The term "chasing butterflies" refers to trying to get things you really can't catch. It alludes to some people's goals never coming to fruition, as they have to be altered for the sake of goals that have a higher chance of success. It's believed that the term came from Norah Jones's song Butterflies, released in her 2003 album "Stay With Me."
Rod Bingaman's comedy of the same name (2009) seems to capitalize on this usage. After Nina Davis flees her big wedding day, her stepmother acts as a proxy to legalize the marriage. Soon, she and Nina's groom set out to look for Nina and convince her to reconsider, only to stumble upon a whole set of complications involving escaped convicts, a sex addict, and a dejected deacon.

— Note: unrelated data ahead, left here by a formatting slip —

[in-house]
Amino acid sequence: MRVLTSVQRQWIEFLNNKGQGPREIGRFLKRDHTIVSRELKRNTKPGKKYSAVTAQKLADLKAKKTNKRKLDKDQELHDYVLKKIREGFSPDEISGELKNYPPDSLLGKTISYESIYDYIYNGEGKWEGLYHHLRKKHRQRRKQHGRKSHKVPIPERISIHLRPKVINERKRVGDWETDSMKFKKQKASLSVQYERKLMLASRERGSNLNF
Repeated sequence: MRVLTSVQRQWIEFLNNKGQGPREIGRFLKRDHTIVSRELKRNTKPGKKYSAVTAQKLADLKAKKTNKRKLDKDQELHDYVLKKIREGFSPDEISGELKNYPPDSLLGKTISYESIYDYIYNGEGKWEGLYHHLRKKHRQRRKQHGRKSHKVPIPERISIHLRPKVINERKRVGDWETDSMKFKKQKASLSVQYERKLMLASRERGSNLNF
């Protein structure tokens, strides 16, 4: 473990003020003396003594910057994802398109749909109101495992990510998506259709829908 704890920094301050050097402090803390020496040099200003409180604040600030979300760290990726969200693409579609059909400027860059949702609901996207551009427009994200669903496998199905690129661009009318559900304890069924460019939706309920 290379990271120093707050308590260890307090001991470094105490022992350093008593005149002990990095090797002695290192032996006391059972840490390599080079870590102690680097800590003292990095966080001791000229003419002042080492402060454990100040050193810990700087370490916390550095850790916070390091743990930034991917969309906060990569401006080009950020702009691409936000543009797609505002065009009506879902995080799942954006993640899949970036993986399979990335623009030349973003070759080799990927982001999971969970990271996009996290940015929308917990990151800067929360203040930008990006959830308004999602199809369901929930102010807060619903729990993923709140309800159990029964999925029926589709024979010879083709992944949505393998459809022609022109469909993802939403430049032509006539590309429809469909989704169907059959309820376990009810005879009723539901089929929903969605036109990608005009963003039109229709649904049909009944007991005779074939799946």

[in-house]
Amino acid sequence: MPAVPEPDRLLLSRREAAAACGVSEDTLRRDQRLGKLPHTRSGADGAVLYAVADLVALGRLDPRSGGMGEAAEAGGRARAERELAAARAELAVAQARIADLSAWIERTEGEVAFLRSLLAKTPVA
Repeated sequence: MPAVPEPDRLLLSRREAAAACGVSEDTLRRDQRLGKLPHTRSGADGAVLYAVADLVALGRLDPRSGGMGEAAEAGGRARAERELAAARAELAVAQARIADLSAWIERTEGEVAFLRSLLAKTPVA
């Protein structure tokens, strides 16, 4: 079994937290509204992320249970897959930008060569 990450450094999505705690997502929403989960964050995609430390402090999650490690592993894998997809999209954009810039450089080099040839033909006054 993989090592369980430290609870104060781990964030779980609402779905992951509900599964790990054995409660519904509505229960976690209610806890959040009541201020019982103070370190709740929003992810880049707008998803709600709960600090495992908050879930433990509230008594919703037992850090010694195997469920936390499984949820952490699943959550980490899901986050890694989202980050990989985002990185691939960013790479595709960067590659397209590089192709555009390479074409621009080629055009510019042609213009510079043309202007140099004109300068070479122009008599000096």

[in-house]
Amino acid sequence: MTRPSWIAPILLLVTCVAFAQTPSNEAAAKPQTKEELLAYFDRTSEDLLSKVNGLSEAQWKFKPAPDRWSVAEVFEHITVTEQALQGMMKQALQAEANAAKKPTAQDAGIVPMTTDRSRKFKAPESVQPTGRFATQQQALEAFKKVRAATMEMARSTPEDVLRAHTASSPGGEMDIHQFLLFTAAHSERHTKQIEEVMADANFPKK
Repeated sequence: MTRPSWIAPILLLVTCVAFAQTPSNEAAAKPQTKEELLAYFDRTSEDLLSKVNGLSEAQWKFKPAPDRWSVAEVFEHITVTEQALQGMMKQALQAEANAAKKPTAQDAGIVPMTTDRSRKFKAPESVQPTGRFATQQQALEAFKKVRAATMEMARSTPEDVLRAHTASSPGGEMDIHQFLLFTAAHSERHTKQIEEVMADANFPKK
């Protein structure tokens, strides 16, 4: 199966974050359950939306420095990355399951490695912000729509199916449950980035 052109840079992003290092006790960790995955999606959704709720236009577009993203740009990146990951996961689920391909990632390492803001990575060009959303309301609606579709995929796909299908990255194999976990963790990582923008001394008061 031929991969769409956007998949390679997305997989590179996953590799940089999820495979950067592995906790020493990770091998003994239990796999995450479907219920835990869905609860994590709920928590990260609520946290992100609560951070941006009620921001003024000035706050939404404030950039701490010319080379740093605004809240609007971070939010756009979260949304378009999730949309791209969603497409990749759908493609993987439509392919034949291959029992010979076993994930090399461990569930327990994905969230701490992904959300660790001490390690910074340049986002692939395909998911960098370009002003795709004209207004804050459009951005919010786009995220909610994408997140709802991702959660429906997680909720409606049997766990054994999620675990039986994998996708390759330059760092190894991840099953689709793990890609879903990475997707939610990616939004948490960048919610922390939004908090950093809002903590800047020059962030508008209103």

Yet, are butterflies really hard to catch, as the idiom implies? Butterflies fly in irregular patterns, widely believed to evade predators with ease. However, some scientists say their bright colours neutralize their advantage in agility. As it turns out, their erratic flight path does help evade predators, and the bright colours dispirit predators from giving chase if they fail the first time.
Of course, assuming the predators are birds. They may not be so lucky with a mammal on two legs wielding a net. So does this imply that the groom and stepmother in the movie get their girl back? You'll just have to watch Chasing Butterflies in websites that allow you to watch movies online for free to find out.